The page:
Higher the moisture in the mixture is, better is the chance to reach trigger point for starch gelatinization in the conditioner, which is highly important not only for better lubrication and milling efficiency but also for better digestibility and pelletability of different raw materials. While the addition of this extra moisture can be accomplished through any of the above mentioned methods or a combination of methods, the two most important points to be considered is to check choke point of the machine and stability of the pellets (molds, freshness and storage shrink) after packing (points to be discussed in upcoming editions).
2. Measure Degree of Starch Gelatinization:
In poultry (or other high grain based formulas) through pelleting we always try to initiate Starch Gelatinization- process which starts once the mash meal temperatures reaches 79-82°C and moisture level of around 16-17%.
While analyzing moisture content (mc%), PDI and fines might give some level of indication about the produced pellet quality at the feed mill; real factor for limiting feed processing and pellet quality is the measure of degree of starch gelatinization.
Major three ways to analyze the degree of starch gelatinization in the feed include enzymatic method, x-ray diffraction method and DSC (Differential Scanning Calorimetery) method. It would certainly be innovative decision to move beyond in-house lab analysis and reach out to some external testing facility to identify degree of starch gelatinization in feed. Several surveys using enzymatic or calorimetric methods, have shown that due to limited moisture content and moderate temperature achieved during conventional pelleting, only a small amount of starch gelatinization varying between 5-20% is achieved in tropical feed milling.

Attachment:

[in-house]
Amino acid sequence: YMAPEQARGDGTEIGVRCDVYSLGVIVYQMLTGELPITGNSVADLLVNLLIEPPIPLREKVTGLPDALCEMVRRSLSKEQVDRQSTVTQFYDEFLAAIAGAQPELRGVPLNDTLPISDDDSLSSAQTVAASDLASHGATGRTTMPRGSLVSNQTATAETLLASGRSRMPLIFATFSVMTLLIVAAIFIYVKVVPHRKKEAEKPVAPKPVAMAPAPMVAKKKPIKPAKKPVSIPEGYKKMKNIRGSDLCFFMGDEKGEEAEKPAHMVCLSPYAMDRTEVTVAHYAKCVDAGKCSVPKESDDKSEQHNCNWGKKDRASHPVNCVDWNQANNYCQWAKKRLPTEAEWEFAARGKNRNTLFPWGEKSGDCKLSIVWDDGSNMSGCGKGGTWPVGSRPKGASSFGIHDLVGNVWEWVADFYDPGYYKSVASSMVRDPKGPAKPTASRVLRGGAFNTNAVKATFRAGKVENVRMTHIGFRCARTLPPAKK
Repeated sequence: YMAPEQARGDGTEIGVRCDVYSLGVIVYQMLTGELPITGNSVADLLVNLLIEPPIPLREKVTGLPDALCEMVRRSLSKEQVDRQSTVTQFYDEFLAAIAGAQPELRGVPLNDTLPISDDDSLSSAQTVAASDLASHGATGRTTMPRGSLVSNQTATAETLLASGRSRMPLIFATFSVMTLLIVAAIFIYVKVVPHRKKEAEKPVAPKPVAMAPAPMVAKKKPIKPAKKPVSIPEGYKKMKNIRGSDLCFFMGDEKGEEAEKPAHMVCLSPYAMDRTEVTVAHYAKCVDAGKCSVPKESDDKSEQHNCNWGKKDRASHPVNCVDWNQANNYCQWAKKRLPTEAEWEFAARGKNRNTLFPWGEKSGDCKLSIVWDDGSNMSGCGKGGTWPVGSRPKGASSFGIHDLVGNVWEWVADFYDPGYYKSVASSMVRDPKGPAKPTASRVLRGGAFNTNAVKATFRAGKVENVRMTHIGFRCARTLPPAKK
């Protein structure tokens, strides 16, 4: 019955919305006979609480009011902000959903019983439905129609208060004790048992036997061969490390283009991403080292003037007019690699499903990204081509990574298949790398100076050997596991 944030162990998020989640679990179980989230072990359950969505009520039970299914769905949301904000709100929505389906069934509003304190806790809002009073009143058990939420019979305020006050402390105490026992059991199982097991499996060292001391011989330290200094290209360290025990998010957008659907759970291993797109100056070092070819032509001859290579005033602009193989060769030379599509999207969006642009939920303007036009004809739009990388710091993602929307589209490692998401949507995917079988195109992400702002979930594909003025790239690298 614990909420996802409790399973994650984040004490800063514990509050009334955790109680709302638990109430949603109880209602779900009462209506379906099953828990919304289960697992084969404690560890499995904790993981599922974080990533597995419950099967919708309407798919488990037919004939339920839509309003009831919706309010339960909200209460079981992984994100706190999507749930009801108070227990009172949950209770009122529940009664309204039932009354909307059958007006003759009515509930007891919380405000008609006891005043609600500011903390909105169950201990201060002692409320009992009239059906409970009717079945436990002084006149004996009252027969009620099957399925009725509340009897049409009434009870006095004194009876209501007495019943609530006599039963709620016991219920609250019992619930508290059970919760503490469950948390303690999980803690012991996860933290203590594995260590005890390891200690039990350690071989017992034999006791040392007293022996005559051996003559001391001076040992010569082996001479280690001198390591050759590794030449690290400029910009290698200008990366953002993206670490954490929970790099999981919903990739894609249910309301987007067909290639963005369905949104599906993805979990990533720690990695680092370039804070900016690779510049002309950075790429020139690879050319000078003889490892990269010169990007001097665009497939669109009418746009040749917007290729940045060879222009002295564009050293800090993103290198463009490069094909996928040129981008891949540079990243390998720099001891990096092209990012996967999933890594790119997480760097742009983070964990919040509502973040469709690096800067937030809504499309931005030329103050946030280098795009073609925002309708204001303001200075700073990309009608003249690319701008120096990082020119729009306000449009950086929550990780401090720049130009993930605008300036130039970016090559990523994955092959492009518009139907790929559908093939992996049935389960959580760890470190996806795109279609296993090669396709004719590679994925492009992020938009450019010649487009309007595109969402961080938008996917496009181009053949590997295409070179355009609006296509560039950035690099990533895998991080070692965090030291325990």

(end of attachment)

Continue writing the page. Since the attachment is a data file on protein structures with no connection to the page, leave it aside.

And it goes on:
Basically, starch gelatinization has three important roles to play during or after pelleting in feed processing:
it enhances the ability of starch to absorb large quantities of water which leads to improved digestibility and feed conversion in many cases (a starch granule can hold moisture up to 300% than its weight).
it increases the speed at which enzymes (amylases) can break down the linkages of starch, thus converting starch into simpler and more soluble carbohydrates (higher gelatinized starch or feed is digested faster and assimilated faster in the bird’s body).
it provides natural binding effect to the feed particles, which improves pellet hardness, enhances PDI and reduces fines hugely during transit and storage.
3. Proper Steam Conditioning: